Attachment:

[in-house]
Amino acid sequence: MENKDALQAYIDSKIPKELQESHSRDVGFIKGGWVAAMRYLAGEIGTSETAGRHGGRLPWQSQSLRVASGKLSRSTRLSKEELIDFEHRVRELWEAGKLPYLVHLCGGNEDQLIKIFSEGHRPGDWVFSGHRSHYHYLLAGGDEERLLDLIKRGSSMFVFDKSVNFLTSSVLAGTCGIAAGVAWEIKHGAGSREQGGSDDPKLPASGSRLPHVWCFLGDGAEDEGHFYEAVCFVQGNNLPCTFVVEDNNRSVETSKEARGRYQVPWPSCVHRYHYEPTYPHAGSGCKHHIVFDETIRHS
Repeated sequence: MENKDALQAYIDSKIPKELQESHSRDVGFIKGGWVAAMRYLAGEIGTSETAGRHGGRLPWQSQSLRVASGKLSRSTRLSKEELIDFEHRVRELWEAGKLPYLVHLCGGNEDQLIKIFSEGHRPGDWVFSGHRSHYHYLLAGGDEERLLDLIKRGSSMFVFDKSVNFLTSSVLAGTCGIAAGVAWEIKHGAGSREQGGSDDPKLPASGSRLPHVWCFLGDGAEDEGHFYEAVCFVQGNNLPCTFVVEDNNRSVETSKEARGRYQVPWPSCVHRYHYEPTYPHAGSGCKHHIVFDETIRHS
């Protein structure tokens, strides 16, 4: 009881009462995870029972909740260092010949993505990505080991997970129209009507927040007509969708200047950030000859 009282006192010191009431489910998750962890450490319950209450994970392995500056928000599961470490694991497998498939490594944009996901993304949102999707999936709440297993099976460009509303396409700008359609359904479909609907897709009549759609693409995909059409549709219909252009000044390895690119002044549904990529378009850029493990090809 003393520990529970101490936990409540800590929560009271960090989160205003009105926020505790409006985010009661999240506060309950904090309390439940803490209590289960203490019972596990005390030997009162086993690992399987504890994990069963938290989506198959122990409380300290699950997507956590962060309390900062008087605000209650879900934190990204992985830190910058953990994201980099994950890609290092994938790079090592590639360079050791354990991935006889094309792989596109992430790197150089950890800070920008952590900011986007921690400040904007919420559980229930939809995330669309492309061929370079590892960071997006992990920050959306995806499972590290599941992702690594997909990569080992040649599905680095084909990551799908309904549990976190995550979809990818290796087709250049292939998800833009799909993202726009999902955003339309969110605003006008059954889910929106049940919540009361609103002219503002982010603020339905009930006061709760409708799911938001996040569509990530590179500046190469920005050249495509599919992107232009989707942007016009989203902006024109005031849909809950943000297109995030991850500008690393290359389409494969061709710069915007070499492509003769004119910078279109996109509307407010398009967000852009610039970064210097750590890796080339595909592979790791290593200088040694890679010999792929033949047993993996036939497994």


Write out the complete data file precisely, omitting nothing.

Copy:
[in-house]
Amino acid sequence: MENKDALQAYIDSKIPKELQESHSRDVGFIKGGWVAAMRYLAGEIGTSETAGRHGGRLPWQSQSLRVASGKLSRSTRLSKEELIDFEHRVRELWEAGKLPYLVHLCGGNEDQLIKIFSEGHRPGDWVFSGHRSHYHYLLAGGDEERLLDLIKRGSSMFVFDKSVNFLTSSVLAGTCGIAAGVAWEIKHGAGSREQGGSDDPKLPASGSRLPHVWCFLGDGAEDEGHFYEAVCFVQGNNLPCTFVVEDNNRSVETSKEARGRYQVPWPSCVHRYHYEPTYPHAGSGCKHHIVFDETIRHS
Repeated sequence: MENKDALQAYIDSKIPKELQESHSRDVGFIKGGWVAAMRYLAGEIGTSETAGRHGGRLPWQSQSLRVASGKLSRSTRLSKEELIDFEHRVRELWEAGKLPYLVHLCGGNEDQLIKIFSEGHRPGDWVFSGHRSHYHYLLAGGDEERLLDLIKRGSSMFVFDKSVNFLTSSVLAGTCGIAAGVAWEIKHGAGSREQGGSDDPKLPASGSRLPHVWCFLGDGAEDEGHFYEAVCFVQGNNLPCTFVVEDNNRSVETSKEARGRYQVPWPSCVHRYHYEPTYPHAGSGCKHHIVFDETIRHS
């Protein structure tokens, strides 16, 4: 009881009462995870029972909740260092010949993505990505080991997970129209009507927040007509969708200047950030000859 009282006192010191009431489910998750962890450490319950209450994970392995500056928000599961470490694991497998498939490594944009996901993304949102999707999936709440297993099976460009509303396409700008359609359904479909609907897709009549759609693409995909059409549709219909252009000044390895690119002044549904990529378009850029493990090809 003393520990529970101490936990409540800590929560009271960090989160205003009105926020505790409006985010009661999240506060309950904090309390439940803490209590289960203490019972596990005390030997009162086993690992399987504890994990069963938290989506198959122990409380300290699950997507956590962060309390900062008087605000209650879900934190990204992985830190910058953990994201980099994950890609290092994938790079090592590639360079050791354990991935006889094309792989596109992430790197150089950890800070920008952590900011986007921690400040904007919420559980229930939809995330669309492309061929370079590892960071997006992990920050959306995806499972590290599941992702690594997909990569080992040649599905680095084909990551799908309904549990976190995550979809990818290796087709250049292939998800833009799909993202726009999902955003339309969110605003006008059954889910929106049940919540009361609103002219503002982010603020339905009930006061709760409708799911938001996040569509990530590179500046190469920005050249495509599919992107232009989707942007016009989203902006024109005031849909809950943000297109995030991850500008690393290359389409494969061709710069915007070499492509003769004119910078279109996109509307407010398009967000852009610039970064210097750590890796080339595909592979790791290593200088040694890679010999792929033949047993993996036939497994």